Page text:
A new study from the Department of Defense highlights the potential impacts of climate change on military installations across the U.S. DoD said there has been a growing need for inland and littoral flood planning and mitigation efforts, research and flood protection infrastructures to address vulnerabilities of bases from climate-related events, according to the report released Jan. 10.
“The effects of a changing climate are a national security issue with potential impacts to DoD missions, operational plans and installations,” the agency said.
For the study, the Pentagon analyzed natural events affecting 79 priority installations in the country to predict potential vulnerabilities over the next 20 years. DoD found that most of the sites have been experiencing recurrent flooding, drought, desertification, wildfires and thawing permafrost. The U.S. Air Force has the most bases affected by climate change, with 35 sites covered in the study, followed by the U.S. Army with 20 and the U.S. Navy manages 19 studied installations.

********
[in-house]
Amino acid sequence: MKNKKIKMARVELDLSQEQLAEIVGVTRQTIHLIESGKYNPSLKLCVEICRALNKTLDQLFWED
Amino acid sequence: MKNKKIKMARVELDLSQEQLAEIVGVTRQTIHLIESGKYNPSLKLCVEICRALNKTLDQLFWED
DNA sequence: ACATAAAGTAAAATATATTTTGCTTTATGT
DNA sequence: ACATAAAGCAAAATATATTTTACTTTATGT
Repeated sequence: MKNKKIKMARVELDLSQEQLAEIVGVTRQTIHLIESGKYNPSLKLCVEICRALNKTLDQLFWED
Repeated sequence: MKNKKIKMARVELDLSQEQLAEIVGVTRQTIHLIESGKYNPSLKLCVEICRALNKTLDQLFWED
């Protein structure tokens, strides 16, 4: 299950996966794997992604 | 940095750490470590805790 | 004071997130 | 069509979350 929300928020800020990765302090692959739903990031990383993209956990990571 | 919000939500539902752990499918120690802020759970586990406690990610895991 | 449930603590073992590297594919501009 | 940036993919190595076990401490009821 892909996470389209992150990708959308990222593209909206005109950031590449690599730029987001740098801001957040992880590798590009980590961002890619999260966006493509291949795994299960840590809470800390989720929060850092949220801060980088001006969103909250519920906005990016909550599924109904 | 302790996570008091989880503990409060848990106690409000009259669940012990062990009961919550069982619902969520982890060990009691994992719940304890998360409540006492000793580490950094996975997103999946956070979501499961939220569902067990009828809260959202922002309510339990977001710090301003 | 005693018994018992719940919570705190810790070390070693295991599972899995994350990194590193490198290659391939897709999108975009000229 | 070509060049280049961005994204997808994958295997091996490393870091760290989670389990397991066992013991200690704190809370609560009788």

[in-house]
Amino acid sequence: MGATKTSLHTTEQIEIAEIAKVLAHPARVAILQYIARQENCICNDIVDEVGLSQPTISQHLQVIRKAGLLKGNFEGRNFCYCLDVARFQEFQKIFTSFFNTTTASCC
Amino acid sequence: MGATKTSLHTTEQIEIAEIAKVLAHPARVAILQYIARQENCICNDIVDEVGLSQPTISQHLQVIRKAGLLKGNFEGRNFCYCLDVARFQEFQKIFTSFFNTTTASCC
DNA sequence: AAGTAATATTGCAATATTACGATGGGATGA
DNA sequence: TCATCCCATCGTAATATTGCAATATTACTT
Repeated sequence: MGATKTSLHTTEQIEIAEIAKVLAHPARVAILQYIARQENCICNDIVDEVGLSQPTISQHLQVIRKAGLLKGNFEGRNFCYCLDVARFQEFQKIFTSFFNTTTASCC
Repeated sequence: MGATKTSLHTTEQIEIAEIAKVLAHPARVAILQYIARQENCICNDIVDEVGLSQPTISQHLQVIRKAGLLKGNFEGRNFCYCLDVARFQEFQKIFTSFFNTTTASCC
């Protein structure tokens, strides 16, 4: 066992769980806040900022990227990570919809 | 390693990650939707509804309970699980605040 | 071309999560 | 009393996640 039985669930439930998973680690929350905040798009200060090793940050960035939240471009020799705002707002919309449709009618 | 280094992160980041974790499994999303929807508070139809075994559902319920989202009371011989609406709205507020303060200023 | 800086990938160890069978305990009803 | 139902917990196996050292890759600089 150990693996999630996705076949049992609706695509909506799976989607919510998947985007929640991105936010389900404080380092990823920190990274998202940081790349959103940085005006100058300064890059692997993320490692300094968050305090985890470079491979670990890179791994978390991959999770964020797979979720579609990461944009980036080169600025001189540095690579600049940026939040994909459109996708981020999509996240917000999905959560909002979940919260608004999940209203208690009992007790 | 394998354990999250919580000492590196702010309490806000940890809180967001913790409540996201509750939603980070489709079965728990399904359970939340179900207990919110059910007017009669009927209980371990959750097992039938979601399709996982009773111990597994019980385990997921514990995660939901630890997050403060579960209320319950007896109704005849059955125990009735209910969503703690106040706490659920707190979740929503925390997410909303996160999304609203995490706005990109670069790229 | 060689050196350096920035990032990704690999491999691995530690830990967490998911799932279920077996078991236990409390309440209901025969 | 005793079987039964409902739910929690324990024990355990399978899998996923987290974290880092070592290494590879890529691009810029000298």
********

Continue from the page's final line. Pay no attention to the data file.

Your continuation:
To help the military branches and other defense agencies reduce climate-linked risks, DoD plans to launch new research efforts under its Strategic Environmental Research and Develop Program. The agency intends to apply, evaluate, improve scenarios and other tools for projecting impacts of sea level rise, storm surge, precipitation or land-based flooding at U.S. military sites. The Pentagon also wants to study materials fragility and implications for infrastructure design.